Activision delivers a knockout punch.
P.S. Products had sued Activision Blizzard for patent infringement based on a design patent owned by P.S. Products directed to the design of a stun gun shaped to look like and be worn as brass knuckles. Activision Blizzard had included a different looking virtual brass-knuckle-stun-gun in Call of Duty, Black Ops II. Litigation ensued. After various motions, and before getting too far along, the court has now granted Activision’s motion to dismiss for failure to state a claim.
Two points are critical here.
First, the differences between the two designs:
P.S. Products’ Design Patent D561,294:
Activision Blizzard’s Galvaknuckles:
Second, the design patent depicts physical brass knuckles, whereas the galvaknuckles are only ever rendered as a virtual item in a video game. Activision Blizzard does not manufacture or sell physical Galvaknuckles.
While the differences in appearance certainly weigh in the mind of the judge, the court instead relies heavily on the second point in dismissing the patent infringement claim, stating “[n]o reasonable person would purchase defendants’ video game believing that they were purchasing plaintiffs’ stun gun.” The court thereby apparently takes the view that a design patent for a physical item is not infringed by a virtual rendering of that item. However, the court is silent regarding whether the significant differences in the designs of the two items at issue here played any part in its analysis. The court also dismissed (for less interesting reasons) the unfair trade, trade dress, and trademark infringement counts.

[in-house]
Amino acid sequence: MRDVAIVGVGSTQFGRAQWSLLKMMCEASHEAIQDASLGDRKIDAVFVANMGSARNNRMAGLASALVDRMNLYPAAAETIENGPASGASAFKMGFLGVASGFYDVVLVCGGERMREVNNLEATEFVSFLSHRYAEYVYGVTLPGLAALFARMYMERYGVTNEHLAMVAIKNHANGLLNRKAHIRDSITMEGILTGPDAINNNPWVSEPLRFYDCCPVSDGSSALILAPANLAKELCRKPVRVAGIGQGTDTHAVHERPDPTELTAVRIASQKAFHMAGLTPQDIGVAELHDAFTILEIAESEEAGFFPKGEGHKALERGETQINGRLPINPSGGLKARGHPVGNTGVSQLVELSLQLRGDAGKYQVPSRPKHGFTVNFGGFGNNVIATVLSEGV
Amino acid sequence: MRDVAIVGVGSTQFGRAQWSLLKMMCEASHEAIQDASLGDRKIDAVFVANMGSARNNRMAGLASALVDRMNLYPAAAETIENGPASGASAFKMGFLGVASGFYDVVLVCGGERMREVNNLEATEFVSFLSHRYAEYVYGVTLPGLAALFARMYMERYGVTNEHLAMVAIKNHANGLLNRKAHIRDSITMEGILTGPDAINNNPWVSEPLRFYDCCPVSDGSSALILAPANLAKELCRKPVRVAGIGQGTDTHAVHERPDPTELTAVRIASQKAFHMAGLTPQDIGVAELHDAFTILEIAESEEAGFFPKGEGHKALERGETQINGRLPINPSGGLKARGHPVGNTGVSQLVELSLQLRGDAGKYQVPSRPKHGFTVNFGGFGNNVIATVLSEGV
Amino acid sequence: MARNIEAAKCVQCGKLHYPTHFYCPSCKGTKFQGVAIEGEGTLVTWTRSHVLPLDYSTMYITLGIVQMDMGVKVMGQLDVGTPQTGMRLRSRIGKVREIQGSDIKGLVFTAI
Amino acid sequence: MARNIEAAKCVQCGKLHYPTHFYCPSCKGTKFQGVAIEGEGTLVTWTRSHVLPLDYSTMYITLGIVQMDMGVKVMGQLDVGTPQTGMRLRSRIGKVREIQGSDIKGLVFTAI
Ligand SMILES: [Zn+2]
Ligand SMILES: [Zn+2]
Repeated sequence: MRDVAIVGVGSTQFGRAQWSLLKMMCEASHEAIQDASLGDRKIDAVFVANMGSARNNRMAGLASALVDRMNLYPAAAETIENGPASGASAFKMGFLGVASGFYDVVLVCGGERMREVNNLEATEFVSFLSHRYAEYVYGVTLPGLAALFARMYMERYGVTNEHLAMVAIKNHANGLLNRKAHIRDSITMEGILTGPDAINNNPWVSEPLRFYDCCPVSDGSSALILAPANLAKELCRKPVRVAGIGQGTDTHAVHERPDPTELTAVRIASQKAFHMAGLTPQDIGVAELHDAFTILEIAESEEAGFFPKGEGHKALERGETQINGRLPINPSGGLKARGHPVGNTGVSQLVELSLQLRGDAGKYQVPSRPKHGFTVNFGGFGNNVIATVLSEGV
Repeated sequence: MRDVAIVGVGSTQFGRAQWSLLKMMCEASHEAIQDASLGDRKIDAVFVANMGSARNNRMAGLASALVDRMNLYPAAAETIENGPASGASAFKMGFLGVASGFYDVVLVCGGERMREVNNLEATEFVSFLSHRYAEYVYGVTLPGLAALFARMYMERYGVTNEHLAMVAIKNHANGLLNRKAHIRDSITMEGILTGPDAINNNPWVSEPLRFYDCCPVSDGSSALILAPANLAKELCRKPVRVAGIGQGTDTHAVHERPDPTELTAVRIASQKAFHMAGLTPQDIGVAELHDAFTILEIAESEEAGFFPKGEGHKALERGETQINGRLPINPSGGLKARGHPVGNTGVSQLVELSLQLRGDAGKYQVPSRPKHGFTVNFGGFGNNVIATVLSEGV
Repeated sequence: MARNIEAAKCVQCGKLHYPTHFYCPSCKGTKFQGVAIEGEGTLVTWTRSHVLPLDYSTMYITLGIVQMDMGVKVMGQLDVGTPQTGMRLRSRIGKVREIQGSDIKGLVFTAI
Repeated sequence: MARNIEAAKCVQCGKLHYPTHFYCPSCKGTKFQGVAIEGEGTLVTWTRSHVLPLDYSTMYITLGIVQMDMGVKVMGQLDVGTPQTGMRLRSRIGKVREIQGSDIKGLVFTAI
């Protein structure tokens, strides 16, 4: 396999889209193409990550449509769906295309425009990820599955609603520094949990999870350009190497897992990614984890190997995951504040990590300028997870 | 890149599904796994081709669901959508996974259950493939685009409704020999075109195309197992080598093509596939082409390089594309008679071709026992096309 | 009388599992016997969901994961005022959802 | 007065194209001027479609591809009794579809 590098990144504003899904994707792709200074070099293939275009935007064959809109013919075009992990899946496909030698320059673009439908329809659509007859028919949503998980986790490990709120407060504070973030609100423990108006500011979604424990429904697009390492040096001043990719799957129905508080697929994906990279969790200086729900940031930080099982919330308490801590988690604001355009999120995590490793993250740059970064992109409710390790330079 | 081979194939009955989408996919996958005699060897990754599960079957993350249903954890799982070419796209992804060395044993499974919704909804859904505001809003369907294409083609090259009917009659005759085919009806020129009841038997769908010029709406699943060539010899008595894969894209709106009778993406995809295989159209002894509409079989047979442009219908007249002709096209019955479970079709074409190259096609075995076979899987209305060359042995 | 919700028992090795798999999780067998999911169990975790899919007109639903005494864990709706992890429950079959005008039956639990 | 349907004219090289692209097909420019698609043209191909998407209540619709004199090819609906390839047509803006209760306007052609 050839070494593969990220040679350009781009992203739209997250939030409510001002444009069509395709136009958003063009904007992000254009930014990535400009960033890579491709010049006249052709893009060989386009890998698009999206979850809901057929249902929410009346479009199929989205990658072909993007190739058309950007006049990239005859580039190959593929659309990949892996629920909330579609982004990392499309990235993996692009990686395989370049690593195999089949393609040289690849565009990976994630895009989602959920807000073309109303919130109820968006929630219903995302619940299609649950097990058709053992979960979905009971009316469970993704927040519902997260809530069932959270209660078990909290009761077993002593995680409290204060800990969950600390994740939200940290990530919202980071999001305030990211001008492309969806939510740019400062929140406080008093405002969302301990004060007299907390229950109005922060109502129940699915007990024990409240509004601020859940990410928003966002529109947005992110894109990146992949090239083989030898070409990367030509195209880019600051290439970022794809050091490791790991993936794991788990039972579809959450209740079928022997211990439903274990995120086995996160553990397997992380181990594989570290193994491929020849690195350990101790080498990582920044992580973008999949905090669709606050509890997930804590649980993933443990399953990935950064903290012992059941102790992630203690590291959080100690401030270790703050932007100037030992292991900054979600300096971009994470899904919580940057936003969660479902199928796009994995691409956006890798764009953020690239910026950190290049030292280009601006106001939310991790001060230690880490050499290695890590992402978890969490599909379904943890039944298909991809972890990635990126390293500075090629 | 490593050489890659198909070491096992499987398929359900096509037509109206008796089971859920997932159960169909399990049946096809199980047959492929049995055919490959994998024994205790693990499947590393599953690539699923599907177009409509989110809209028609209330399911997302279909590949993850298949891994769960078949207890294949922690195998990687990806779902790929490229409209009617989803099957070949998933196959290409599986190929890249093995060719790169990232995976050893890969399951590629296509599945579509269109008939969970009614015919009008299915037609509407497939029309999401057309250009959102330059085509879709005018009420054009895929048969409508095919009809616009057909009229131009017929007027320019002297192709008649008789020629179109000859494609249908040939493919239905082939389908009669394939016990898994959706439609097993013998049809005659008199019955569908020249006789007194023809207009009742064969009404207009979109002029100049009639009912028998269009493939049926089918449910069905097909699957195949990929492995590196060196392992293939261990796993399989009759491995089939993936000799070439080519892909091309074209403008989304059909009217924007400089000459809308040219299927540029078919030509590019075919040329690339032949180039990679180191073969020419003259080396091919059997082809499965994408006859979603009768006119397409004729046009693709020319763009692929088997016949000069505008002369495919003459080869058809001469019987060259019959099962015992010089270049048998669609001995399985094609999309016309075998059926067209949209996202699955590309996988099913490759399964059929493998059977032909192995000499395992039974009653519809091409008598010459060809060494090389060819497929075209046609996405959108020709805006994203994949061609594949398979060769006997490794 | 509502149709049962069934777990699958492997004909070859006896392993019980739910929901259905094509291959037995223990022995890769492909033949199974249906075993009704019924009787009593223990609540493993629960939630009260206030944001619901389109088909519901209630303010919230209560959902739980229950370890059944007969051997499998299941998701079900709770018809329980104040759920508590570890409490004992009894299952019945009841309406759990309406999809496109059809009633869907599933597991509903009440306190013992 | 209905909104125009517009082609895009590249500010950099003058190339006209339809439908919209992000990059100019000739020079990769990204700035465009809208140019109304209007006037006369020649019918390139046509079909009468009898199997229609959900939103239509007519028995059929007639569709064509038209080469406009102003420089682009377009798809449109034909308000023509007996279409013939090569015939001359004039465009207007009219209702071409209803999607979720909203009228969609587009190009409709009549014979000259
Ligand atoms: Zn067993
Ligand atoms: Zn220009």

Order dated February 21, 2014